IN THE WORLD of Twitter and activist Boston, the unfolding contest for mayor looks like a battle to be crowned the undisputed progressive champion ready to lead the city in a new direction. In the world of early polls of the electorate, an imperfect yet probably much better snapshot of where the race actually stands, what’s clear is that there is room for a more moderate candidate to be competitive in the six-way race. 

That survey-centered handicapping of the race, which has been the talk of political operatives and insiders for months, came into even sharper relief with the release of a new poll showing City Councilor Annissa Essaibi George leading the field. 

The poll, carried out by two progressive political consulting firms and reported yesterday by The Bay State Banner, shows Essaibi George with 22 percent, followed by fellow at-large city councilor Michelle Wu with 18 percent and Acting Mayor Kim Janey with 16 percent. Trailing considerably far behind are City Councilor Andrea Campbell with 6 percent and state Rep. Jon Santiago and former city economic development chief John Barros, who each garnered 5 percent. The largest share of those polled — 29 percent — were still undecided. 

The September preliminary election that will narrow the field to the two top finishers is still three and a half months off. But the poll suggests more moderate voters, at this stage, may be coalescing around Essaibi George. She made the biggest gain of any candidate compared with an April survey carried out by the MassINC Polling Group for WBUR, the Dorchester Reporter, and The Boston Foundation. 

That poll had Wu and Janey running neck and neck with 19 percent and 18 percent of the vote, respectively. The four other candidates all trailed far behind, with support ranging from 3 to 6 percent, while nearly half of those polled — 46 percent — were undecided. The 17-point drop in the undecided number in the new poll, carried out by Poll Progressive and Emancipated Group, seems to have benefitted Essaibi George the most.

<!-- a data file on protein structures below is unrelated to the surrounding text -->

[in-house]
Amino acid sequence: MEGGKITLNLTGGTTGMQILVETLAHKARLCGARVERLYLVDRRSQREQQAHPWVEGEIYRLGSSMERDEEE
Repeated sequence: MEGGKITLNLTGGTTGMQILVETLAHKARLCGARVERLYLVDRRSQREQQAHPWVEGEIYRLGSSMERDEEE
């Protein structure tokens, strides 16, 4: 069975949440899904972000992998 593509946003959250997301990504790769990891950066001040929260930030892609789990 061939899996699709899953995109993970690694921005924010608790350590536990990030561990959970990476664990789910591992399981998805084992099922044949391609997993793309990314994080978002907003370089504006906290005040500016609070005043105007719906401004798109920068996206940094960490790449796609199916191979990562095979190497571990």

Essaibi George, Santiago, and Barros are seen by many as more moderate candidates in the field, but Santiago and Barros appear to have gained little traction in the roughly seven weeks between the two polls. 

Asked on this week’s episode of The Codcast whether she is looking to carve out the more moderate lane and appeal to the political base of former mayor Marty Walsh, her Dorchester neighbor while growing up and a close political ally, Essaibi George answered by saying she thinks of herself as a “pragmatic and practical” elected official. 

A former Boston high school teacher, Essaibi George has decried the “school to prison pipeline” that she says traps too many black and brown boys in special education classes where they are separated from mainstream classrooms, yet she parts ways with mayoral rivals who favor removing school “resource officers” from schools. 

Against the backdrop of protests against police killings of black Americans, she says the city needs to hold police officers accountable, yet she has the largest share of campaign donations from police officers in the field, and recently won the endorsement of former police commissioner William Gross. 

Essaibi George’s more moderate positioning may have left-leaning voters crossing her off their list as they weigh their choice, but there are plenty of voters looking more toward the middle, and right now they seem to be leaning her way.